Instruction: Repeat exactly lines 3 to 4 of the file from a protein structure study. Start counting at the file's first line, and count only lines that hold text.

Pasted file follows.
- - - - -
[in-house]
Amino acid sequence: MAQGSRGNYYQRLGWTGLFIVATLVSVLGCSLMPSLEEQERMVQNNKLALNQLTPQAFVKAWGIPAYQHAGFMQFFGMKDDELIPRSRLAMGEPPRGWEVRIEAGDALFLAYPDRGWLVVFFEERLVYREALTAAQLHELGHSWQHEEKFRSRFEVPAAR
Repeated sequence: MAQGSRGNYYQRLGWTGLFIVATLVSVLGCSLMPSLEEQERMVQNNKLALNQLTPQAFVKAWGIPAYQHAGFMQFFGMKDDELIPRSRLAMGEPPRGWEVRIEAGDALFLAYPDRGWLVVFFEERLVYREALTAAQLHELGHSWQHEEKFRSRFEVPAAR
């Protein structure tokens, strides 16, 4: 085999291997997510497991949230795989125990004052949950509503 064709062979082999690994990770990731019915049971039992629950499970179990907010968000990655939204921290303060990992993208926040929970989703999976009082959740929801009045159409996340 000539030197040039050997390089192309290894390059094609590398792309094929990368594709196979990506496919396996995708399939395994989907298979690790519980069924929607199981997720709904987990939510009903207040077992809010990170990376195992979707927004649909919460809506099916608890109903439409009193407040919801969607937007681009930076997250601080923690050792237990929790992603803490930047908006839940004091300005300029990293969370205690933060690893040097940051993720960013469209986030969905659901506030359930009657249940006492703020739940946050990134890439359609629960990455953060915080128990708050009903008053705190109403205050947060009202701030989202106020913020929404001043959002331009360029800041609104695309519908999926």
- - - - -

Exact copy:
Repeated sequence: MAQGSRGNYYQRLGWTGLFIVATLVSVLGCSLMPSLEEQERMVQNNKLALNQLTPQAFVKAWGIPAYQHAGFMQFFGMKDDELIPRSRLAMGEPPRGWEVRIEAGDALFLAYPDRGWLVVFFEERLVYREALTAAQLHELGHSWQHEEKFRSRFEVPAAR
């Protein structure tokens, strides 16, 4: 085999291997997510497991949230795989125990004052949950509503 064709062979082999690994990770990731019915049971039992629950499970179990907010968000990655939204921290303060990992993208926040929970989703999976009082959740929801009045159409996340 000539030197040039050997390089192309290894390059094609590398792309094929990368594709196979990506496919396996995708399939395994989907298979690790519980069924929607199981997720709904987990939510009903207040077992809010990170990376195992979707927004649909919460809506099916608890109903439409009193407040919801969607937007681009930076997250601080923690050792237990929790992603803490930047908006839940004091300005300029990293969370205690933060690893040097940051993720960013469209986030969905659901506030359930009657249940006492703020739940946050990134890439359609629960990455953060915080128990708050009903008053705190109403205050947060009202701030989202106020913020929404001043959002331009360029800041609104695309519908999926």